Trans Masculine Man Gives Birth, Sharing Journey Through Social Media

by Kevin Schattenkirk

EDGE Media Network Contributor

Wednesday December 30, 2020

Trans Masculine Man Gives Birth, Sharing Journey Through Social Media
  (Source:Danny the Trans Dad/Facebook)

Danny Wakefield recently gave birth to his first child. In an editorial for Newsweek, Wakefield, who identifies as trans masculine, discussed the process of fully realizing his own gender identity and his long-held desire to have children.

Trans parents have had to contend with misinformation and bias when consulting with medical professionals about the prospect of carrying their own children. For instance, a doctor told Jay Thomas and Jamie Brewster of Louisville, Kentucky, that they probably wouldn't be able to conceive — that Thomas "had likely gone through early menopause," and would have to be off testosterone for at least 18 months if they were able to conceive at all, as reported by NBC News. That turned out to be false information.

Even in scenarios where doctors and nurses are well-meaning, trans couples who conceive — especially transmen and those who present as more masculine-oriented — contend with being misgendered, often because pregnancy is culturally coded as feminine. While potential and soon-to-be trans parents continue to encounter issues surrounding gender and pregnancy, occasional lights at the end of the cultural tunnel emerge: Trans couple Myles and Precious Brady Davis, new parents to daughter Zayn — who was carried by Myles — learned in January that their home state of Illinois would accurately reflect the parents' gender identities on Zayn's birth certificate, as reported by the Chicago Tribune.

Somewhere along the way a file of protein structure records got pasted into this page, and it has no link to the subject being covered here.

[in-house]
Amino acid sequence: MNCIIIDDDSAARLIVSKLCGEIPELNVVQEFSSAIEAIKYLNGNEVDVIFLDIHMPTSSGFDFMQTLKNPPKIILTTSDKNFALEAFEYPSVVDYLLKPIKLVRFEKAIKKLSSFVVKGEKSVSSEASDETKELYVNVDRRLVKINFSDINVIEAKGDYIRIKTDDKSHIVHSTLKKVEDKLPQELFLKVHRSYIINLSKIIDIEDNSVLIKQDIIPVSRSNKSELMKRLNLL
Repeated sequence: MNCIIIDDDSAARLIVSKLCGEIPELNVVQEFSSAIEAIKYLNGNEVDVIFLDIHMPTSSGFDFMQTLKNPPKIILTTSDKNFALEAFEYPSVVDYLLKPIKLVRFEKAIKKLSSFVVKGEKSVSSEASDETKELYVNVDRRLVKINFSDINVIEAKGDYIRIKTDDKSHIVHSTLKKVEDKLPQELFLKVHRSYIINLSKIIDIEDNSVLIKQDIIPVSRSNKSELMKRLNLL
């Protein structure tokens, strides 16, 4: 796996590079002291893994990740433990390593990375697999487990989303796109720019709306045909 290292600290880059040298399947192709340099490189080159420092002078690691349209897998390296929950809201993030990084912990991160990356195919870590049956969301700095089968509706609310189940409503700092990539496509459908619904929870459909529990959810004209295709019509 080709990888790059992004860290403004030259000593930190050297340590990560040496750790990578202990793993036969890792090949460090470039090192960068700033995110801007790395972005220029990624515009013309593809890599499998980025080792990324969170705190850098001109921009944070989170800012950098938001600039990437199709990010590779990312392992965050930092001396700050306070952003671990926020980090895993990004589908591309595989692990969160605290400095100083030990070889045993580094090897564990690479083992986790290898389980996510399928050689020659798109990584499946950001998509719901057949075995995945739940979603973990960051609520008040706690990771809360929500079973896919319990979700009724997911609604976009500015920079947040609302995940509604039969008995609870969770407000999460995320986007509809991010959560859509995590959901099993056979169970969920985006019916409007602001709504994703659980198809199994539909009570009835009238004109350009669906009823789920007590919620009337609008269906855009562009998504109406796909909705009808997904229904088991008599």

Wakefield came out as trans masculine in 2011, at age 25, and began the process of transitioning. Fortunately, he had the support of his family and was able to transition with relative ease. Wakefield says that one aspect that has helped with being more visible as trans masculine is that "people often read me as a cisgender gay male." This has allowed him to be more open, particularly on social media where he feels compelled to be visible for other trans people, saying, "If I had not stumbled across someone else's journey on YouTube when I was 25, I don't know if I would have had the words for my own identity and been able to start this transition."

Completing a degree in education and child development, along with having worked as a teacher's assistant and as a nanny, Wakefield knew "for my entire life that I've wanted children and I knew before I transitioned that I would want to carry at least one child."

Though Wakefield battled Hyperemesis gravidarum, a severe pregnancy illness, he confesses to being nervous about pregnancy. He "carried very large" with his child, Wilder, and suspects that would have shaped the reactions of people in everyday life to his pregnancy. "But being pregnant during a pandemic meant that I wasn't going out in public, so I had less fear around how the world was going to see my body," he told Newsweek, and this allowed him to focus more on his social media presence.

Though there had been moments of dysphoria — Wakefield had "been off testosterone for a year in order to carry Wilder — aside from the usual exhaustion accompanying being a new parent, "it's also so beautiful. Even though I'm so exhausted, I still find myself staying awake at night just to watch Wilder sleep because I just can't get over how beautiful this life is."

Kevin Schattenkirk is an ethnomusicologist and pop music aficionado.

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